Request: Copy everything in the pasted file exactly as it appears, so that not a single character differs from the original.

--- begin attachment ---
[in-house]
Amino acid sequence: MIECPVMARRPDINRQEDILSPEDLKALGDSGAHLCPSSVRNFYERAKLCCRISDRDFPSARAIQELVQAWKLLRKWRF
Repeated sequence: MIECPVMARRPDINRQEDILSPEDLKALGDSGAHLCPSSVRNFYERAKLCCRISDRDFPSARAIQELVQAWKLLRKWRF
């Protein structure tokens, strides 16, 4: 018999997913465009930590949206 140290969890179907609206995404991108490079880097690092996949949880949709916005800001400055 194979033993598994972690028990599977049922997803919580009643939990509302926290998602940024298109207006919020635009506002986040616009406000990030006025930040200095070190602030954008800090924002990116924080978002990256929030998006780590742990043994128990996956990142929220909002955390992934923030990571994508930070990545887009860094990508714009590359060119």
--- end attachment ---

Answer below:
[in-house]
Amino acid sequence: MIECPVMARRPDINRQEDILSPEDLKALGDSGAHLCPSSVRNFYERAKLCCRISDRDFPSARAIQELVQAWKLLRKWRF
Repeated sequence: MIECPVMARRPDINRQEDILSPEDLKALGDSGAHLCPSSVRNFYERAKLCCRISDRDFPSARAIQELVQAWKLLRKWRF
């Protein structure tokens, strides 16, 4: 018999997913465009930590949206 140290969890179907609206995404991108490079880097690092996949949880949709916005800001400055 194979033993598994972690028990599977049922997803919580009643939990509302926290998602940024298109207006919020635009506002986040616009406000990030006025930040200095070190602030954008800090924002990116924080978002990256929030998006780590742990043994128990996956990142929220909002955390992934923030990571994508930070990545887009860094990508714009590359060119």